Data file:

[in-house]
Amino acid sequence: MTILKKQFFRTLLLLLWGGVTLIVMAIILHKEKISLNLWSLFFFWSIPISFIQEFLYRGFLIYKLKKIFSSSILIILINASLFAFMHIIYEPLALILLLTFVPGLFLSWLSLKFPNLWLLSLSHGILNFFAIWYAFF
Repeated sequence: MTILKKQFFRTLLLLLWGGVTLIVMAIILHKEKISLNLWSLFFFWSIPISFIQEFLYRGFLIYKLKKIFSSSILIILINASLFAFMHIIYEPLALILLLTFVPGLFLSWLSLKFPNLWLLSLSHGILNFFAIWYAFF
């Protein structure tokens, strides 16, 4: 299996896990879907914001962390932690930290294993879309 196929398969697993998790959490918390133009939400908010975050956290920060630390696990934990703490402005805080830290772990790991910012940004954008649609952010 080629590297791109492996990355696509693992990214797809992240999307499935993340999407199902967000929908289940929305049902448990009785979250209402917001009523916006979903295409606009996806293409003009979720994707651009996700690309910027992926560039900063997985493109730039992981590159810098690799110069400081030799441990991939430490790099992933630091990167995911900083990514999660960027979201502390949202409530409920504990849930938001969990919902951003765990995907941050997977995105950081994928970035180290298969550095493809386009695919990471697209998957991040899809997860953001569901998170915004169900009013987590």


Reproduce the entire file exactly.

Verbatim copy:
[in-house]
Amino acid sequence: MTILKKQFFRTLLLLLWGGVTLIVMAIILHKEKISLNLWSLFFFWSIPISFIQEFLYRGFLIYKLKKIFSSSILIILINASLFAFMHIIYEPLALILLLTFVPGLFLSWLSLKFPNLWLLSLSHGILNFFAIWYAFF
Repeated sequence: MTILKKQFFRTLLLLLWGGVTLIVMAIILHKEKISLNLWSLFFFWSIPISFIQEFLYRGFLIYKLKKIFSSSILIILINASLFAFMHIIYEPLALILLLTFVPGLFLSWLSLKFPNLWLLSLSHGILNFFAIWYAFF
């Protein structure tokens, strides 16, 4: 299996896990879907914001962390932690930290294993879309 196929398969697993998790959490918390133009939400908010975050956290920060630390696990934990703490402005805080830290772990790991910012940004954008649609952010 080629590297791109492996990355696509693992990214797809992240999307499935993340999407199902967000929908289940929305049902448990009785979250209402917001009523916006979903295409606009996806293409003009979720994707651009996700690309910027992926560039900063997985493109730039992981590159810098690799110069400081030799441990991939430490790099992933630091990167995911900083990514999660960027979201502390949202409530409920504990849930938001969990919902951003765990995907941050997977995105950081994928970035180290298969550095493809386009695919990471697209998957991040899809997860953001569901998170915004169900009013987590």